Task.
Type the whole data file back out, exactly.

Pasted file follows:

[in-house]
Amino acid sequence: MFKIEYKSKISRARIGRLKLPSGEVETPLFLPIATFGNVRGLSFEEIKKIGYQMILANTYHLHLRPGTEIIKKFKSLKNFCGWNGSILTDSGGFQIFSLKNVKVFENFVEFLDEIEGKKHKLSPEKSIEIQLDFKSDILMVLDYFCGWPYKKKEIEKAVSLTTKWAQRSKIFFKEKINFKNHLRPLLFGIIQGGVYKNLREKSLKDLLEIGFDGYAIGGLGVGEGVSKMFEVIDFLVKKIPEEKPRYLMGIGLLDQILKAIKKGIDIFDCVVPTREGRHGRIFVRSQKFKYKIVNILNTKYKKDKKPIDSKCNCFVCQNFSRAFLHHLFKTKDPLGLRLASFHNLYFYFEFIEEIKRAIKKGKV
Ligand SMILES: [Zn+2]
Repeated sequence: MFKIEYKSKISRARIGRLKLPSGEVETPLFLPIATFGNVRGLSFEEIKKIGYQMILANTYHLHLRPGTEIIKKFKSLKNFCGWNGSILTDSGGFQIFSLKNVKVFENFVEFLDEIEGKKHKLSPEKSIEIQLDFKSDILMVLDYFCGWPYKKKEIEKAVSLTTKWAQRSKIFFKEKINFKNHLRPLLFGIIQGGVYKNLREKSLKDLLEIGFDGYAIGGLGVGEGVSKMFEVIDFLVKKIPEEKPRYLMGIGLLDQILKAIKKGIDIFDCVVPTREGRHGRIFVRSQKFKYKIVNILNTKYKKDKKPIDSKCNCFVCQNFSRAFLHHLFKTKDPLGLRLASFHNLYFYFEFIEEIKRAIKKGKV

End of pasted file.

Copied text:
[in-house]
Amino acid sequence: MFKIEYKSKISRARIGRLKLPSGEVETPLFLPIATFGNVRGLSFEEIKKIGYQMILANTYHLHLRPGTEIIKKFKSLKNFCGWNGSILTDSGGFQIFSLKNVKVFENFVEFLDEIEGKKHKLSPEKSIEIQLDFKSDILMVLDYFCGWPYKKKEIEKAVSLTTKWAQRSKIFFKEKINFKNHLRPLLFGIIQGGVYKNLREKSLKDLLEIGFDGYAIGGLGVGEGVSKMFEVIDFLVKKIPEEKPRYLMGIGLLDQILKAIKKGIDIFDCVVPTREGRHGRIFVRSQKFKYKIVNILNTKYKKDKKPIDSKCNCFVCQNFSRAFLHHLFKTKDPLGLRLASFHNLYFYFEFIEEIKRAIKKGKV
Ligand SMILES: [Zn+2]
Repeated sequence: MFKIEYKSKISRARIGRLKLPSGEVETPLFLPIATFGNVRGLSFEEIKKIGYQMILANTYHLHLRPGTEIIKKFKSLKNFCGWNGSILTDSGGFQIFSLKNVKVFENFVEFLDEIEGKKHKLSPEKSIEIQLDFKSDILMVLDYFCGWPYKKKEIEKAVSLTTKWAQRSKIFFKEKINFKNHLRPLLFGIIQGGVYKNLREKSLKDLLEIGFDGYAIGGLGVGEGVSKMFEVIDFLVKKIPEEKPRYLMGIGLLDQILKAIKKGIDIFDCVVPTREGRHGRIFVRSQKFKYKIVNILNTKYKKDKKPIDSKCNCFVCQNFSRAFLHHLFKTKDPLGLRLASFHNLYFYFEFIEEIKRAIKKGKV